Are there any expectations left for Lady Gaga? In her decade-long career, the singer has covered territory from globally perplexing bauble to nascent thespian to stripped-down soulstress, on a journey marked and mired by hits and misses across the board — discography, feuds, whatever you want to call the meat dress debacle. She’s set, met, and broken expectations for years — so what exactly was the onus on her ROI heading into Super Bowl LI? Something a noticeable portion of commercials this year chose to do: wax political.
In the weeks leading up to Gaga’s turn as halftime headliner, the conversation surrounding the artist seemed to shift from informed suspicion to brazen hope that she would create a buzzy, unscripted, politically-charged Super Bowl moment. As an outspoken opponent of Donald Trump prior to and following the election, Gaga seemed primed for an opportunity to bring her equality-focused POV to a rare national platform—arguably the rarest, most undiluted exposure a mainstream artist could ever get to an audience of momentarily blurred demographics.
And yet, Gaga didn’t unfurl a banner or rip off a costume to bear some bold-faced message about the injustice du jour. For some, that’s a let-down. For others, a miracle. For Gaga, it’s neither, because the very nature of the singer’s entire career has been one major call to progress. If her Super Bowl performance felt like classically eccentric and electric Gaga, her advocacy should have been felt as well.
When Gaga took the stage — or, not so much took it as descended upon it with the air-raid intensity of Mary Martin shooting a Mad Max cameo — one of the centerpiece songs was her 2011 game-changer, “Born This Way.” She echoed the refrain that helped a million teens heal half a decade ago: “No matter gay, straight or bi/ Lesbian, transgender life/ I’m on the right track, baby/ I was born to survive.” Almost six years old exactly, the anthem’s message is still necessary and, to a certain portion of Super Bowl viewers, no less challenging to long-standing dogmas that have risen back into national question lately. The song is a protest, ever now as before, and its familiarity shouldn’t dull its empowering luster.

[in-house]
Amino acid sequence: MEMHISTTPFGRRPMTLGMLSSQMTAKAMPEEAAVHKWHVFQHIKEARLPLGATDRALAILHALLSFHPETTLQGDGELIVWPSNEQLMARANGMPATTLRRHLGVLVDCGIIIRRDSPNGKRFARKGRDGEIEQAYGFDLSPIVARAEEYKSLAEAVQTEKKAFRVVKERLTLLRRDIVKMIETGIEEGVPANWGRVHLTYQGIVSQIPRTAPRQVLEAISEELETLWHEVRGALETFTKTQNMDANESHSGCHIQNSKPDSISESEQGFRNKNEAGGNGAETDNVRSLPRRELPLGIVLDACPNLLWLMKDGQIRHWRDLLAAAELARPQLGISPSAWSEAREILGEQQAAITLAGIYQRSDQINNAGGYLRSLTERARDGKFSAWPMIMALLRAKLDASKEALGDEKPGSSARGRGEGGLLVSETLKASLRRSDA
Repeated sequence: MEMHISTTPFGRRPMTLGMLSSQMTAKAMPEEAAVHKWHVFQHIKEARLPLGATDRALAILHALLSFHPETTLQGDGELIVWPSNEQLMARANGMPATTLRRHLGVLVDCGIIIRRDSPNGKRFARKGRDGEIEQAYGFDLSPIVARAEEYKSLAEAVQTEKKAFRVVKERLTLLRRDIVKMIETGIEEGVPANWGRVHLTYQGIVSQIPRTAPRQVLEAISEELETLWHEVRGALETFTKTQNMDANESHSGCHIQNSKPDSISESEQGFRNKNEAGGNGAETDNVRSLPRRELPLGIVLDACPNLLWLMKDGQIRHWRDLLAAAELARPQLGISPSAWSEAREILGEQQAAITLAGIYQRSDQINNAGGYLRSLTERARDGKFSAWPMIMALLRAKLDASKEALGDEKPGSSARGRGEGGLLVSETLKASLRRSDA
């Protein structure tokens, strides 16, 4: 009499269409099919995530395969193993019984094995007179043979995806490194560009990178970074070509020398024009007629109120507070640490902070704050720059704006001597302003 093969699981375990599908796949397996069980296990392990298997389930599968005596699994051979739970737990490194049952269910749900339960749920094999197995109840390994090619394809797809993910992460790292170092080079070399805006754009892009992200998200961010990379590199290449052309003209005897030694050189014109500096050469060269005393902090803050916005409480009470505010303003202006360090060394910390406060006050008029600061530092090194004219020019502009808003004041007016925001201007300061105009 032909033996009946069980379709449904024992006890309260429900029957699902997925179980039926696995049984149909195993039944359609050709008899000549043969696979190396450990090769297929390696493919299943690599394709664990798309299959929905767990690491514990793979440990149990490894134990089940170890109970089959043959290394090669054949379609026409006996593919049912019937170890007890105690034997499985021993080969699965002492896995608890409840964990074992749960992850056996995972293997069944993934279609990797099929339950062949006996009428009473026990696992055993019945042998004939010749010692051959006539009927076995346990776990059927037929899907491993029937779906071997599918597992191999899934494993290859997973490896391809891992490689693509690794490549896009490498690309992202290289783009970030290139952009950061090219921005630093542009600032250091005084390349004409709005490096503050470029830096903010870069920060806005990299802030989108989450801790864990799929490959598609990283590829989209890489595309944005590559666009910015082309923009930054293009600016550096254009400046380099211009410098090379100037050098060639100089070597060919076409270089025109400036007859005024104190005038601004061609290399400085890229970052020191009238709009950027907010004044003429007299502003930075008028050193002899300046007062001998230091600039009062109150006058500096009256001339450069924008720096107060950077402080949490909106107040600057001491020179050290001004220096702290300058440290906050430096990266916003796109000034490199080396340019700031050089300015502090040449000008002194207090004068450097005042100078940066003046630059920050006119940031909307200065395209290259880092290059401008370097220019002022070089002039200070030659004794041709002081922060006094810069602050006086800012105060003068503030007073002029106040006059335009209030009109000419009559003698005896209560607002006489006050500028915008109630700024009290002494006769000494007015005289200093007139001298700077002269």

And that’s where Gaga’s set, and the conversation of expectations about her performance, comes in. Should we be surprised by her lack of an unscripted departure for the sake of democracy? Realistically, no. Gaga divulged last week that she wasn’t planning a political stunt; if her comments didn’t mark a definitive end to speculation, the fault is not on her. But consider another remark she made at a Super Bowl press conference over the weekend: “The only statements that I’ll be making during the halftime show are the ones that I’ve been consistently making throughout my career.” Shouldn’t we be so lucky?
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If Gaga has devoted a measure of her career to standing up for marginalized groups beset by hate, her decision to not turn Super Bowl LI into a headline-making stunt should not erase the work of her previous visible activism (and certainly not in an epoch when other artists in her echelon are cravenly opting to remain silent). But what’s more is that Gaga did get political, because she is inherently political. Gaga didn’t have to layer her half-time show with “God Bless America,” a reclamation of the national emblem that’s been co-opted as of late, or “This Land Is Your Land,” construed by some as the ultimate in executive subversion. Her mission as a musician has always been progressively-charged; it’s only the call of an increasingly helpless nation that’s now decided to push her for more of it. An opportunity for insurgency on a mass scale was missed, but the Super Bowl can not have been for naught if Gaga’s message about inclusivity and the superheroics of self-acceptance reached a handful of new audience members who missed it in its first go-round—or who, simply, needed to hear it again.